He goes on describe how philosophy works, and how philosophy was developed from its faulty early stages to our current enlightenment. It is within these bits of text that a reader is inclined to ask why Powell has deviated from a discussion of the origin of man and into a diatribe regarding the history and development of the much-appreciated gift of philosophy. But then it is made clear when he reveals his motive with the following: “The method of reasoning in scientific philosophy is purely objective; the method of reasoning in mythology and metaphysics is subjective.”[v] Fancy that…Powell—one of the most closed-minded explorers of all times who consistently ignores objective evidence of a giant race found in the very land he’s exploring—is now celebrating scientific objectivity. Oh, but that he would really be as impartial as he claims in this moment! Nevertheless, it is clear that he is stating that anyone who entertains any plausible history story that scientific minds have deemed “myth” are subjective to foolish speculation. But if the proof the “myth-believers” seek is hidden in the mounds that Powell and others protect, then it becomes the “they” (Powell, scientists, Smithsonian, etc.) that continue to corral the public into the pit of ignorant subjectivity and foolish speculation—for there cannot be legitimate, scientific objectivity until the science is revealed in the first place.
Do you see how this just goes around and around and around? Powell’s chosen words continue to imply—though carefully and politely—that anyone who would be audacious enough to demand answers from the scientific community about why there are mammoth people buried in Indian mounds across the United States belong to the unenlightened minority. The un-philosophical. The time-wasters. The resource sponges. The disrespecters of sacred Indian grounds. The meddlers. Or, in current popular parlance, “the Fake News” reporters. In the end, no matter how he veils his arguments with diplomacy, the distinguished Grand Canyon explorer is giving a nod of approval to anyone who is willing to become a member of his mature and rational club, while casting the proverbial dunce hat on anyone who isn’t “intelligent” enough to dismiss the giant people as an irrelevant past quirk of regular-human biology. It’s condescension at its finest, and the public has to make the choice to challenge the eminent Major Powell while the scientific community represents them as whack jobs, or be brainwashed into his reasoning. Is this not effectively the opposite of the beloved objectivity Powell treasures?
The skill Powell is using in his report is older than dirt. Take a conflict on any subject and place an articulate spokesperson at the head of one side who confidently weaves intimidating and lofty words around his or her claims to make listeners feel stupid for not blindly agreeing, and it almost doesn’t matter what the claims are, so long as the public is barraged with fancy speech that leaves them confused about why they questioned anything to begin with. And remember that this report was written almost 150 years ago, when a far greater number of Americans were illiterate and even the most educated people could find this wordy piece above their level of comprehension.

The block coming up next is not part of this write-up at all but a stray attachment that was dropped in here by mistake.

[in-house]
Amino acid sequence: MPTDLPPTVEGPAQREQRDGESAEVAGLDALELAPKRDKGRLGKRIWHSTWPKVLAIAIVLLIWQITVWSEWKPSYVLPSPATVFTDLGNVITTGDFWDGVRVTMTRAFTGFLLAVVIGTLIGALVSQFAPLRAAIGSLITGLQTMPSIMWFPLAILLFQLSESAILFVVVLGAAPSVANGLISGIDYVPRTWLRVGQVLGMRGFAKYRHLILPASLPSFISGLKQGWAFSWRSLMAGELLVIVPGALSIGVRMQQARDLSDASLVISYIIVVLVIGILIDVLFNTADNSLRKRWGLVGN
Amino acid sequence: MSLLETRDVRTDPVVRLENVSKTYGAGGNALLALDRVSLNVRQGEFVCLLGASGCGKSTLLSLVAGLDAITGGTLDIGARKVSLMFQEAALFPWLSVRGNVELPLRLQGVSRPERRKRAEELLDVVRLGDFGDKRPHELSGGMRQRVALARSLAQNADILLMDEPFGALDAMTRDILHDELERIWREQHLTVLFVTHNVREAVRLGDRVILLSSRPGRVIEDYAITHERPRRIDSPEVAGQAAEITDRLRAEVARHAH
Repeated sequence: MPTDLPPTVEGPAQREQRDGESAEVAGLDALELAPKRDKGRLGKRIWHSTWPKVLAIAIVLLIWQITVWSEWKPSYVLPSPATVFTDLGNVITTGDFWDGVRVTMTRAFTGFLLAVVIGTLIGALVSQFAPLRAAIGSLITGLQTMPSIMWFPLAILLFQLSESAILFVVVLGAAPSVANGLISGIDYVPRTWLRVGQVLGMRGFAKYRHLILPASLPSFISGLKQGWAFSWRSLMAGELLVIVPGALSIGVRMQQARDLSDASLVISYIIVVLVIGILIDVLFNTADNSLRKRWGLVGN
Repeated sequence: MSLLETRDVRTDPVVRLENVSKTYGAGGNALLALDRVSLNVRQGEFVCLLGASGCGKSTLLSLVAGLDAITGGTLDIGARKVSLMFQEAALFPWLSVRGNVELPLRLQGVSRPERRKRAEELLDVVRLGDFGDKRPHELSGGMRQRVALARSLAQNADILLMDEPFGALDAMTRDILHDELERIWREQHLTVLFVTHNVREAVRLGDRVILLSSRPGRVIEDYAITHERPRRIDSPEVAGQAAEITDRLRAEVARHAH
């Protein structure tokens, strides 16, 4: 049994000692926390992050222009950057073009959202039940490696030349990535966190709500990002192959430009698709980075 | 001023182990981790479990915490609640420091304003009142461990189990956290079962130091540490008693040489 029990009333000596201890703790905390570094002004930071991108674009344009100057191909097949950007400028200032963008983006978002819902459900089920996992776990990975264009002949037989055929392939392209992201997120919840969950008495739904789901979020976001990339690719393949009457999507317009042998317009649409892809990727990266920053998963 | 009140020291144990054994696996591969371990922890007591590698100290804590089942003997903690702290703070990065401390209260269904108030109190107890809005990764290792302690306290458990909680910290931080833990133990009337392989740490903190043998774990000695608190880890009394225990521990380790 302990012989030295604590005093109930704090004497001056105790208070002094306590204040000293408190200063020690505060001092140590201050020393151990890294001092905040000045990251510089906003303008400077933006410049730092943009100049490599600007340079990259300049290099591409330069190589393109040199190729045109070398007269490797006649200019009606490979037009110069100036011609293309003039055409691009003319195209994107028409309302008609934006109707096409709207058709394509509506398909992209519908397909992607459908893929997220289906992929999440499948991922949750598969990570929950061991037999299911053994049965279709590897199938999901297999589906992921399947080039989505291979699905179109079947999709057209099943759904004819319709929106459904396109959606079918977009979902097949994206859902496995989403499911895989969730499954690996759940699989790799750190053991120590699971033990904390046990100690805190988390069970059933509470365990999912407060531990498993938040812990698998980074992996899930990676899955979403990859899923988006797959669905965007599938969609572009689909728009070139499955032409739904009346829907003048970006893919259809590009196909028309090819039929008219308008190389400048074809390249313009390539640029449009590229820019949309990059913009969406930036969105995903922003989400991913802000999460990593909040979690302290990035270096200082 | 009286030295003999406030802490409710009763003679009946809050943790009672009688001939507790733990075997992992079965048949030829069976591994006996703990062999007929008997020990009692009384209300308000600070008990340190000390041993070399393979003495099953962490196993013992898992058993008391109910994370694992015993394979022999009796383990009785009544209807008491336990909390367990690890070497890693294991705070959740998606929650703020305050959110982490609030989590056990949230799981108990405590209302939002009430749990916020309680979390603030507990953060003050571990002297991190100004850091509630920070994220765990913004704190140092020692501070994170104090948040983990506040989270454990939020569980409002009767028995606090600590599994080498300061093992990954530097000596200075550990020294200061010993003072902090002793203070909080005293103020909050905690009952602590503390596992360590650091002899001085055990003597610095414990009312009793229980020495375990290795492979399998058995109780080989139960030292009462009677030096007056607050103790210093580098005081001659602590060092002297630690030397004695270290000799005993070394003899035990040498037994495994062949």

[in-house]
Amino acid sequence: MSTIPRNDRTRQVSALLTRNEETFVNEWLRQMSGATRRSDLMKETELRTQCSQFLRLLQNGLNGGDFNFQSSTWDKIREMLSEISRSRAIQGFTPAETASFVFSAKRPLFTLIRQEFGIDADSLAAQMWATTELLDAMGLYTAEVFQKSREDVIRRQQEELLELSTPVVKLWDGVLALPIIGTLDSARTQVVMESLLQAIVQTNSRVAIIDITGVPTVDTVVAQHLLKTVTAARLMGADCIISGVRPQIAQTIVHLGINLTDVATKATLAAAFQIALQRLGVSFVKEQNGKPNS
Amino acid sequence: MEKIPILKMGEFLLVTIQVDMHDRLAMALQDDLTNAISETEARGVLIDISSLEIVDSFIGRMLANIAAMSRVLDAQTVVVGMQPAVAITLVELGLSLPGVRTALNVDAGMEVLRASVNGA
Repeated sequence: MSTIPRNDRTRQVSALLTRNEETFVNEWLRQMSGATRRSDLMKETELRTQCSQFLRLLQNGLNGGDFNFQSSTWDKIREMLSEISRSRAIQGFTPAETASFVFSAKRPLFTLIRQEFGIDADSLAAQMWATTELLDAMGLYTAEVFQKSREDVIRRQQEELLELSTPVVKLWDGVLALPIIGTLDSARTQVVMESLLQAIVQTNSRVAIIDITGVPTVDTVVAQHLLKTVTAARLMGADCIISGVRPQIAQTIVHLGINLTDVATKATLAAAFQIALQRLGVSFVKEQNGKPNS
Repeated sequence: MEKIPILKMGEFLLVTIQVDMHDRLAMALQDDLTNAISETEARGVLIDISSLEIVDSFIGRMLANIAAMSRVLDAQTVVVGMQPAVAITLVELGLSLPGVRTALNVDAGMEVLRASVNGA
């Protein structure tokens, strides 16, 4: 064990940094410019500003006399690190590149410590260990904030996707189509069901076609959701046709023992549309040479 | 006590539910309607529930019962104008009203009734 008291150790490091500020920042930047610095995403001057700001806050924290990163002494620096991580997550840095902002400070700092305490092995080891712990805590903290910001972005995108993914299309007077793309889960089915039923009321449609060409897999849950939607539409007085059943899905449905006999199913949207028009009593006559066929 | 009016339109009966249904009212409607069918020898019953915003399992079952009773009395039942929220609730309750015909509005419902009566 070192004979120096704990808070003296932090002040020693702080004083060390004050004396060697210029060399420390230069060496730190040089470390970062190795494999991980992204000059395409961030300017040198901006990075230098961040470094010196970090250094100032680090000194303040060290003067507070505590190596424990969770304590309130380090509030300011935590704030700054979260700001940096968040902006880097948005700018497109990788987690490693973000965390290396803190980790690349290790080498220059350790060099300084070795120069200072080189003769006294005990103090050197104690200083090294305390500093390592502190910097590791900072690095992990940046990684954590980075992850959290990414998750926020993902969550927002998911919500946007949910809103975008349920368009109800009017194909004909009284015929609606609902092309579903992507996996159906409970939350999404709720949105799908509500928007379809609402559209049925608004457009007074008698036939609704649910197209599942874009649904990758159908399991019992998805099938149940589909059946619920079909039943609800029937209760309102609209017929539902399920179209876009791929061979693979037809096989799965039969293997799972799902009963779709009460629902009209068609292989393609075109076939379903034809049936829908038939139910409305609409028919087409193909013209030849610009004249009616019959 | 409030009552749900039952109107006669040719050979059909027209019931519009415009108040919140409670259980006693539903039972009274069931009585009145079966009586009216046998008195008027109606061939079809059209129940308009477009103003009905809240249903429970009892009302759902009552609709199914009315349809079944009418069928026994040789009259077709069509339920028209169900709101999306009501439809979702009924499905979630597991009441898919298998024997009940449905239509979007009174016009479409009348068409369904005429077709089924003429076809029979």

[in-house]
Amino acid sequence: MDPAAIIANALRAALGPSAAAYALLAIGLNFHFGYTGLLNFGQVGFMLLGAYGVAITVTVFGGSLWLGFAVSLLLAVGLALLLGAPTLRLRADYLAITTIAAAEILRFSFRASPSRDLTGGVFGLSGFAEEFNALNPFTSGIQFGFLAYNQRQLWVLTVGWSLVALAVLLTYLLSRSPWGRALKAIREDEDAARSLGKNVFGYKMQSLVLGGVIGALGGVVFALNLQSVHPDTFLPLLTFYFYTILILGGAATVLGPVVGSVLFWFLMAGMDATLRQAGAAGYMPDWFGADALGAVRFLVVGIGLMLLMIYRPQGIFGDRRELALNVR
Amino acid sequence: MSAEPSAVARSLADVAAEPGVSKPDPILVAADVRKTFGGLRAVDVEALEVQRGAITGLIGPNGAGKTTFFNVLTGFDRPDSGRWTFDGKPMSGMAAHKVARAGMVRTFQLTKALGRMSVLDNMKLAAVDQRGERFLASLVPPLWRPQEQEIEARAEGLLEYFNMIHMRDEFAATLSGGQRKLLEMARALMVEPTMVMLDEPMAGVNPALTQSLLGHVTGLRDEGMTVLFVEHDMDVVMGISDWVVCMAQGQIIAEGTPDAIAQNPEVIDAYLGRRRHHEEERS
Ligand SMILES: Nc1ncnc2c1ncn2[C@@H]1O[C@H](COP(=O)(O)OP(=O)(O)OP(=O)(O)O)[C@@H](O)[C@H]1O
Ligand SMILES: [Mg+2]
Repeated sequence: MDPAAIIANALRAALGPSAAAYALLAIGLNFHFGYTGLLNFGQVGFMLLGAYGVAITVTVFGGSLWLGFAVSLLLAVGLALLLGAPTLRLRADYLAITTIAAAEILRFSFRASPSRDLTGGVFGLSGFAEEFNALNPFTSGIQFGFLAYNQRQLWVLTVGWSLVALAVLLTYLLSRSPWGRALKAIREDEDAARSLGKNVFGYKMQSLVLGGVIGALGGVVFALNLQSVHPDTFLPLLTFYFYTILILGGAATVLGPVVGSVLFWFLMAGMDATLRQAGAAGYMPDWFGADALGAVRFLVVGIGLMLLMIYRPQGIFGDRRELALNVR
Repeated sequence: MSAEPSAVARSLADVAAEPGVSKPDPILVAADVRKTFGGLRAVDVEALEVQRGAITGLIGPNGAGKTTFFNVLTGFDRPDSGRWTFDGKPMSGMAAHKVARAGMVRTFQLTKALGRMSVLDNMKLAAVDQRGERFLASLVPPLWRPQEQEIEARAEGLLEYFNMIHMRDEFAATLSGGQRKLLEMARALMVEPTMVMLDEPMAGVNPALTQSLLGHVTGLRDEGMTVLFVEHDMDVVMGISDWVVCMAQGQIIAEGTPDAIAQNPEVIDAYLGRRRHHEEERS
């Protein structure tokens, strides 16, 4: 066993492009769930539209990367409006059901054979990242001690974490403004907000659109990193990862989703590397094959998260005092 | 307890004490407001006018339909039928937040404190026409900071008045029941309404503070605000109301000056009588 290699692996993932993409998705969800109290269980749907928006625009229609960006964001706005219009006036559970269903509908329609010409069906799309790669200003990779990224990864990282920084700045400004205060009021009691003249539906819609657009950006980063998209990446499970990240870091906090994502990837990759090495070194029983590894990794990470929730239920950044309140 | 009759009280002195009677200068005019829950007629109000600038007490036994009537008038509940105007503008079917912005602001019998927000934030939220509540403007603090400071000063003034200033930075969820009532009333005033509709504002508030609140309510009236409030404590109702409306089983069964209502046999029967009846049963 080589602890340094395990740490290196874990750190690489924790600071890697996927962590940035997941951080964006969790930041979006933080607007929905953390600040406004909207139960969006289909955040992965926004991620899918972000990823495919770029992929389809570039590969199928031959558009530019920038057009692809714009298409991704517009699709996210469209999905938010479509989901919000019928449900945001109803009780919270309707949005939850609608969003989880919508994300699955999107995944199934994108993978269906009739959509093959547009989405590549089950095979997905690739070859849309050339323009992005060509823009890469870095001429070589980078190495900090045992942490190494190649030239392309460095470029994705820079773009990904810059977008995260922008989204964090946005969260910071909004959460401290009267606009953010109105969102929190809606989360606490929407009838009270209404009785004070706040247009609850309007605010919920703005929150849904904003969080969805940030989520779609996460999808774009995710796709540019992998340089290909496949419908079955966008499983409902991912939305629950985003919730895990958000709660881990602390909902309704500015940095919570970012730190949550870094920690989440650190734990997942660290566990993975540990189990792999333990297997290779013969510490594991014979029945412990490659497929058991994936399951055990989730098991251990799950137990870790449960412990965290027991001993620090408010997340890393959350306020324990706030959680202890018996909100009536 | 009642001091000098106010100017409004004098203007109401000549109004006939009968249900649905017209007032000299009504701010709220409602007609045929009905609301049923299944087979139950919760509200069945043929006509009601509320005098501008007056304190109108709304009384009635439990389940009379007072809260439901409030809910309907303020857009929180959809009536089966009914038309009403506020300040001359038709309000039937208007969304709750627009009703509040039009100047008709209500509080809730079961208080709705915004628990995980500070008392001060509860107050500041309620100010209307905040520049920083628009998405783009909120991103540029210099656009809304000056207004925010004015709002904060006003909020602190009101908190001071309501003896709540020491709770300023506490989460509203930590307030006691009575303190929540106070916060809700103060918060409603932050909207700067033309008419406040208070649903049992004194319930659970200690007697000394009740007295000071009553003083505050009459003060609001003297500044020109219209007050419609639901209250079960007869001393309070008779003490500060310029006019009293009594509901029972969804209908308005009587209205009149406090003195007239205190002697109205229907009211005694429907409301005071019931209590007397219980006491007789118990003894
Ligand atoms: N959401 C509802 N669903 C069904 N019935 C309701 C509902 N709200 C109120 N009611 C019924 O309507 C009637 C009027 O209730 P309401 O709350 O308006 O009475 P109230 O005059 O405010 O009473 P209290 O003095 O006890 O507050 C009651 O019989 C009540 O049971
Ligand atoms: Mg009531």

The issue is not an argument about philosophy in any way. It’s really quite rudimentary. The public sees large human bones that represent a question science cannot and will not answer, so they speculate to ponder their own answer. Powell’s tactic to elevate the “objective” philosophers over the “subjective” philosophers is to redirect the case into a confusing textual sermon on his own secular and evolutionary worldview. Wouldn’t it JUST. BE. EASIER. at this point to bring out the bones and talk frankly about what evolution actually does say on the matter? If evolution is such a pet of Powell’s, why won’t he let evolution address it?
Mythology: The trail of circular logic is becoming exhausting at this point, so I will not spend a great deal of time on Powell’s assessment of mythology. However, because so much of his doctrine is built around grouping the giant theories into pure “myth,” the following statement by Powell begs to be shared briefly:
Mythology is primitive philosophy. A mythology—that is, the body of myths current among any people and believed by them—comprises a system of explanations of all the phenomena of the universe discerned by them; but such explanations are always mixed with much extraneous matter, chiefly incidents in the history of the personages who were the heroes of mythologic deeds.…
It is vain to search for truth in mythologic philosophy, but it is important to search for veritable philosphies…. No labor can be more fruitless than the search in mythology for true philosophy; and the efforts to build up from the terminology and narratives of mythologies an occult symbolism and system of allegory is but to create a new and fictitious body of mythology.[vi]